Depending on flight conditions, nonlinear partial differential equations are solved using different scales to maintain the proper speed to get to the final destination at a specified time and with adequate remaining fuel. Data is regularly and securely transmitted to airline and airplane manufacturing computers and feedback data and subsequent queries are returned to the airplane.
Autopilots in modern airplanes have extensive capabilities well beyond anything possible in early ones, which only used data assimilation. Early airplanes used hydraulic systems to move flaps and rudders and the pilots flew the plane with the help of the autopilot. Modern airplanes use digital commands to move parts (known as fly by wire) so that pilots do not actually fly the airplane anymore. Instead, pilots give an airplane computer system commands that are executed only if they will work safely. The control systems of all modern airplanes are a very complex DDDAS in action.
Understanding a DDDAS and how it interacts with people can be challenging. In the case of Air France 447 on June 1, 2009, the autopilot disconnected during a tropical storm when the airplane's speed sensors froze, producing inconsistent data. The pilots unexpectedly had to fly the airplane themselves. By misinterpreting the instrument data they flew the plane incorrectly, causing it to stall and crash into the Atlantic Ocean [BEA].
There are other examples of DDDAS from before the term was created, including Mars rovers (developed since the 1990's or earlier) which avoid hazards that are not visible on Earth from preliminary video feeds prior to rover movement and oil and gas pipeline control and monitoring systems (that have evolved since the 1970's).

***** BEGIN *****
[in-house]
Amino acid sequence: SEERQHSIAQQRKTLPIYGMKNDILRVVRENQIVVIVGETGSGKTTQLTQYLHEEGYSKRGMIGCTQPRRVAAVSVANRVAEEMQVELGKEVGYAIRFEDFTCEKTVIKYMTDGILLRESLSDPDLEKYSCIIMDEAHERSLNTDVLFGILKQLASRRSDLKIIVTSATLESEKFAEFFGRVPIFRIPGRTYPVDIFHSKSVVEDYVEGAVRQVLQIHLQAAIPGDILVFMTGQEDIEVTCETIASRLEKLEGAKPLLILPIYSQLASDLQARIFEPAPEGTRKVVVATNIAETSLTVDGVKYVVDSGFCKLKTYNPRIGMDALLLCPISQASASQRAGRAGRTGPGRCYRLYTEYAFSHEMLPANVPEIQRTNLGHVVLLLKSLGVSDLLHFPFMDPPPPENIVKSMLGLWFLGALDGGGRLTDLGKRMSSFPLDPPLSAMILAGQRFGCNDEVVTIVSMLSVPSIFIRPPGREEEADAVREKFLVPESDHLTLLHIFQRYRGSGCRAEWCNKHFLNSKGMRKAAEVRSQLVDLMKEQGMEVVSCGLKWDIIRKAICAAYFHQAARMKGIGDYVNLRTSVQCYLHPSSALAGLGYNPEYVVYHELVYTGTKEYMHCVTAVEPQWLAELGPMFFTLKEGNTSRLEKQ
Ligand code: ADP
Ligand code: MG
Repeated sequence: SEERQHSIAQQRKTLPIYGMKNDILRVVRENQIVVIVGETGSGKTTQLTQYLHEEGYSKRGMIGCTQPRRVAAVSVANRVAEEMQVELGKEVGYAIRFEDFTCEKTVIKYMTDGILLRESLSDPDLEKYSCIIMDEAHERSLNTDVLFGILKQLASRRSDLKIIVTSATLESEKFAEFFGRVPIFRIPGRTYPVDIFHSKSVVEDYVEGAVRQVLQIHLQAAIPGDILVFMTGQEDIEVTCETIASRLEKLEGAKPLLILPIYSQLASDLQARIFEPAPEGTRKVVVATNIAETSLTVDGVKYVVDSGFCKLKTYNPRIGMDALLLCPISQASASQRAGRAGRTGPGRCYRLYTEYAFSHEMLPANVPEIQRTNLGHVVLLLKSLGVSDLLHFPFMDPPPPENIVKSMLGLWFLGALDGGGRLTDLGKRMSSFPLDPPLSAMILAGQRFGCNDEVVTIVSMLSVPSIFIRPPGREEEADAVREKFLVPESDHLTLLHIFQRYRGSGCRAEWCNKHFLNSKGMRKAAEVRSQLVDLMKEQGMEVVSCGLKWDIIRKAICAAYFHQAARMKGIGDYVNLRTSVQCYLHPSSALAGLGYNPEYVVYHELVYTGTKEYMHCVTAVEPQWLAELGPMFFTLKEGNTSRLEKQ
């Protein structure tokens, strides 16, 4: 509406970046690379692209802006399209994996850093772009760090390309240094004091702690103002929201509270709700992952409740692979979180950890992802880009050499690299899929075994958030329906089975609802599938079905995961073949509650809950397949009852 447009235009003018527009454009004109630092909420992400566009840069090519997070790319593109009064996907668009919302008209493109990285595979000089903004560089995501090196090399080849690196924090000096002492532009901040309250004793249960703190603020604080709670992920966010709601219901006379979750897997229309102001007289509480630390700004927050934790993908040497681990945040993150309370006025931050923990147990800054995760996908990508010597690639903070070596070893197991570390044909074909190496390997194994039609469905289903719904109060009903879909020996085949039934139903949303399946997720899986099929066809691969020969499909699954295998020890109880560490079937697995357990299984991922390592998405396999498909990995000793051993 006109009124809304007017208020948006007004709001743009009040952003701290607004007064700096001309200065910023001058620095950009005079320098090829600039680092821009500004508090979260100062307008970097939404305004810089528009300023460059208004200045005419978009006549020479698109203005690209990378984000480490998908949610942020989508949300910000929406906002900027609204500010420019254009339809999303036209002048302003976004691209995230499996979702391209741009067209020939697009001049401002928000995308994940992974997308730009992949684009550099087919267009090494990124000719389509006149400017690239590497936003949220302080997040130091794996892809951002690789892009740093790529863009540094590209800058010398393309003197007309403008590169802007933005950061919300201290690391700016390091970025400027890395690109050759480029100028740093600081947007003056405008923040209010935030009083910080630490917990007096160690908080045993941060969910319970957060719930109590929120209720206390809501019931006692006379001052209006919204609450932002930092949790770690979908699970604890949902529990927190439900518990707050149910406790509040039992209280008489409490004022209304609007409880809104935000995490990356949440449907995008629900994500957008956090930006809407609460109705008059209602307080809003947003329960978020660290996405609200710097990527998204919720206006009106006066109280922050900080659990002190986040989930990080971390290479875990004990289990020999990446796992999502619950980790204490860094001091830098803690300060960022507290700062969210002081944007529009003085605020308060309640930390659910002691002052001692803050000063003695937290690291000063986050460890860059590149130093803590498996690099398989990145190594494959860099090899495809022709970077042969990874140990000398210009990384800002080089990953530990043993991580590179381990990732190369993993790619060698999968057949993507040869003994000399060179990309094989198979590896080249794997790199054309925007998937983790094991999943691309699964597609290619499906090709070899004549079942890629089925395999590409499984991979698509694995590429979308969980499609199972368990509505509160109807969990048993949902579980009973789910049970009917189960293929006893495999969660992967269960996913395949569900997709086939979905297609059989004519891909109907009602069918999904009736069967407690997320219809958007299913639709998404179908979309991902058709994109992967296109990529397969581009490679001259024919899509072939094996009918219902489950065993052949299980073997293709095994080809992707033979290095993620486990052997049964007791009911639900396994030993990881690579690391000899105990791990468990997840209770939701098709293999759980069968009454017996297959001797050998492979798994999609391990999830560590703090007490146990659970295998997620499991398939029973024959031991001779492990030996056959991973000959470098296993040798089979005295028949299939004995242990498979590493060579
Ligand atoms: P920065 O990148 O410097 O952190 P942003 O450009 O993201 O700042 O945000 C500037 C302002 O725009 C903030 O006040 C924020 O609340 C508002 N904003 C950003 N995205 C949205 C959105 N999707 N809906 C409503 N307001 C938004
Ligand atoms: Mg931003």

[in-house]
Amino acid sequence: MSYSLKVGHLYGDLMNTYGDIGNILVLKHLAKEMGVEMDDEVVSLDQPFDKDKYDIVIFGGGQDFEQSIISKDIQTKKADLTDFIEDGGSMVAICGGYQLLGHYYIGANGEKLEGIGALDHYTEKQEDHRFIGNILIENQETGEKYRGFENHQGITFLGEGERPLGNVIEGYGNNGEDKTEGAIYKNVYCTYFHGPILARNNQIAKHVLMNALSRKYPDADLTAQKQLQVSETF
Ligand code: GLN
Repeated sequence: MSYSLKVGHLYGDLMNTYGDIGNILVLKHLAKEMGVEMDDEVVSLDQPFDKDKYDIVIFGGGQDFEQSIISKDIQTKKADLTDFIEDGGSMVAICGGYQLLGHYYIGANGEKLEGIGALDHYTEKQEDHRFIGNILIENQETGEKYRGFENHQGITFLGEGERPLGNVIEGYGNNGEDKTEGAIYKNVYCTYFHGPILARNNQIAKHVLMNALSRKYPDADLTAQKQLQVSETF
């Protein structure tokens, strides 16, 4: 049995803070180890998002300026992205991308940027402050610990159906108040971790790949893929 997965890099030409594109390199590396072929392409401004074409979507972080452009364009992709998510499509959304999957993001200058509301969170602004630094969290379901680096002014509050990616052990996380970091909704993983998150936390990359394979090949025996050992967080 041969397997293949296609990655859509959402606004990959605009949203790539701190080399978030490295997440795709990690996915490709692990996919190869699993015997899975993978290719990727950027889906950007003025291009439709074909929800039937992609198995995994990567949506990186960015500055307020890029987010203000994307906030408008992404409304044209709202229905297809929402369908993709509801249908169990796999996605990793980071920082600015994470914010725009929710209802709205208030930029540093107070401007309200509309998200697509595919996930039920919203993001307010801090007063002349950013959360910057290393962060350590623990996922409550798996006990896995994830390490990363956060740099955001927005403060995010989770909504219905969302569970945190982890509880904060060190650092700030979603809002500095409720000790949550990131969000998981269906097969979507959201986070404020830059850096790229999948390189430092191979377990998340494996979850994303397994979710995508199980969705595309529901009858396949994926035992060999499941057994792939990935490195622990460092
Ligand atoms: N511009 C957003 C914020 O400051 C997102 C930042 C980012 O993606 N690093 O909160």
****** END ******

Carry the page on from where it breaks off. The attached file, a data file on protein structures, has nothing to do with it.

Data assimilation is the scientific term used to describe “the process of incorporating observations into a computer model of a real system.” [Wikipedia] The weather forecasting community developed this paradigm first in the 1960's. Data assimilation has been an active research field since then and there remain many open questions independent of DDDAS (which places additional requirements on data assimilation). While data assimilation is concerned with better forecasts by integrating outcomes from “black box” models and new data, DDDAS redesigns the whole system by opening up the black box and allowing modification of the entire model and data collection processes. There are very interesting and different challenges in applied mathematics and computing for DDDAS over data assimilation as a result.